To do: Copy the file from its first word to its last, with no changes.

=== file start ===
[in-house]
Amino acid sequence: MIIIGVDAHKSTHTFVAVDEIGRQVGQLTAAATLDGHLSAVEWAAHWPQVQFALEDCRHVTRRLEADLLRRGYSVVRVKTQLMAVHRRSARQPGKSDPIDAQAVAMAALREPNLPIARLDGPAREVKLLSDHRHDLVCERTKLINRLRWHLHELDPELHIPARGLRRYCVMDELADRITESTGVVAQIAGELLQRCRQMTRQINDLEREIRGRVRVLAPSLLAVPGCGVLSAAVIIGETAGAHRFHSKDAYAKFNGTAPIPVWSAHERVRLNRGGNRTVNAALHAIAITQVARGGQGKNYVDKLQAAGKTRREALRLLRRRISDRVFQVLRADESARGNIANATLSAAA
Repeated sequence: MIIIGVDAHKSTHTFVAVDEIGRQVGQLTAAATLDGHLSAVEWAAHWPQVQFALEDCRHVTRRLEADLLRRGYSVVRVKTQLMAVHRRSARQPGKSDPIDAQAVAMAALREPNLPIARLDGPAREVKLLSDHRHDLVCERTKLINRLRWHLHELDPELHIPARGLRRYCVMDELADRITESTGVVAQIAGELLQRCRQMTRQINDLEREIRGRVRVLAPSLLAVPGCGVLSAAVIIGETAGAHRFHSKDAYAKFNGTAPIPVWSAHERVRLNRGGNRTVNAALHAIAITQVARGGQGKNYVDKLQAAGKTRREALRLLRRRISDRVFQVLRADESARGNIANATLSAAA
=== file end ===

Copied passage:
[in-house]
Amino acid sequence: MIIIGVDAHKSTHTFVAVDEIGRQVGQLTAAATLDGHLSAVEWAAHWPQVQFALEDCRHVTRRLEADLLRRGYSVVRVKTQLMAVHRRSARQPGKSDPIDAQAVAMAALREPNLPIARLDGPAREVKLLSDHRHDLVCERTKLINRLRWHLHELDPELHIPARGLRRYCVMDELADRITESTGVVAQIAGELLQRCRQMTRQINDLEREIRGRVRVLAPSLLAVPGCGVLSAAVIIGETAGAHRFHSKDAYAKFNGTAPIPVWSAHERVRLNRGGNRTVNAALHAIAITQVARGGQGKNYVDKLQAAGKTRREALRLLRRRISDRVFQVLRADESARGNIANATLSAAA
Repeated sequence: MIIIGVDAHKSTHTFVAVDEIGRQVGQLTAAATLDGHLSAVEWAAHWPQVQFALEDCRHVTRRLEADLLRRGYSVVRVKTQLMAVHRRSARQPGKSDPIDAQAVAMAALREPNLPIARLDGPAREVKLLSDHRHDLVCERTKLINRLRWHLHELDPELHIPARGLRRYCVMDELADRITESTGVVAQIAGELLQRCRQMTRQINDLEREIRGRVRVLAPSLLAVPGCGVLSAAVIIGETAGAHRFHSKDAYAKFNGTAPIPVWSAHERVRLNRGGNRTVNAALHAIAITQVARGGQGKNYVDKLQAAGKTRREALRLLRRRISDRVFQVLRADESARGNIANATLSAAA